There is a growing market for tutors, and that is probably because a class composed of one teacher teaching a number of students is not the most ideal learning setup. Some students need more time with the teacher, or more attention, or more focus, or less distraction caused from classmates to be able to fully comprehend a lesson. One thing you have to remember, though. Tutoring is not easy. You are mainly responsible for a student’s learning and that’s something you shouldn’t take lightly. Are you qualified to teach a subject? If you want to be a tutor in, say Math, then you have to be an expert on it. You may not be the best Math student in your class but you should definitely be one of them. It could also be a plus if you have an accreditation or a certificate, declaring you as an authority on the subject.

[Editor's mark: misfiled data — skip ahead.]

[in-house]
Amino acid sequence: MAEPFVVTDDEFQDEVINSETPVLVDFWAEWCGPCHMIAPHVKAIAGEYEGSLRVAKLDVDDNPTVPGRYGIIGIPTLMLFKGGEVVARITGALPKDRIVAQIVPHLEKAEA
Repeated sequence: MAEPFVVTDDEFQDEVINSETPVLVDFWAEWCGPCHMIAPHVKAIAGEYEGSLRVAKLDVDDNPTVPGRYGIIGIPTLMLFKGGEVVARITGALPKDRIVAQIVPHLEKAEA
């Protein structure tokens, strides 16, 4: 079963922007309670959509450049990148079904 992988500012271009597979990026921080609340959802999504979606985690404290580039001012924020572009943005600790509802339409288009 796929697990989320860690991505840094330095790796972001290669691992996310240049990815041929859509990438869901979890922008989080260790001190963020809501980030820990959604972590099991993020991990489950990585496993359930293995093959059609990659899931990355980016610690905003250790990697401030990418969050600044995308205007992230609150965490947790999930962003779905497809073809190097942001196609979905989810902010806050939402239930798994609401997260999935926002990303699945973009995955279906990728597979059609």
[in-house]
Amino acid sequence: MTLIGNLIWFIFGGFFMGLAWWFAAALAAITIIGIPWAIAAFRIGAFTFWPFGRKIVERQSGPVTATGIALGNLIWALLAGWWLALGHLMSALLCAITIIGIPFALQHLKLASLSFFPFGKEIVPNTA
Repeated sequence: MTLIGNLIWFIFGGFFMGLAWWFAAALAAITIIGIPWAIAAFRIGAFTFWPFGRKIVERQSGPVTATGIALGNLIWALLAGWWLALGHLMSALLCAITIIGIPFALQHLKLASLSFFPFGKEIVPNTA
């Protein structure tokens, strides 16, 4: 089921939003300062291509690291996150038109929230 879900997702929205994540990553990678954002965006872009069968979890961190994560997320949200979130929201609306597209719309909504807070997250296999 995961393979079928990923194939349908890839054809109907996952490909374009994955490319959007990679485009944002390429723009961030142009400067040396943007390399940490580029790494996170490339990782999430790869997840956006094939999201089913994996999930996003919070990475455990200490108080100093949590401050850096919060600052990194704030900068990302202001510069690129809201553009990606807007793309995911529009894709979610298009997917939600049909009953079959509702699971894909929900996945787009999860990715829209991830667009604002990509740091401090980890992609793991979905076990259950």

Study the curriculum of the student bracket you’re planning to teach. Knowing the curriculum and the syllabi will help you draft your own modules. You have to follow the curriculum so that the student can really use your lessons inside the classroom and therefore achieve better school performance.
Be very organized. It won’t help if you don’t have teaching skills. Even if you’re a genius on a subject, if you don’t have efficient teaching methods, your student will not get the most out of your lesson. Improve your teaching methods by reading self-help books on teaching.
Be flexible. The saying goes, “Different strokes for different folks.” What works for one student might not work with another. Study how a student reacts with your teaching methods so you can find the best way to teach him. Some students are more on visual, while some students learn more by just listening.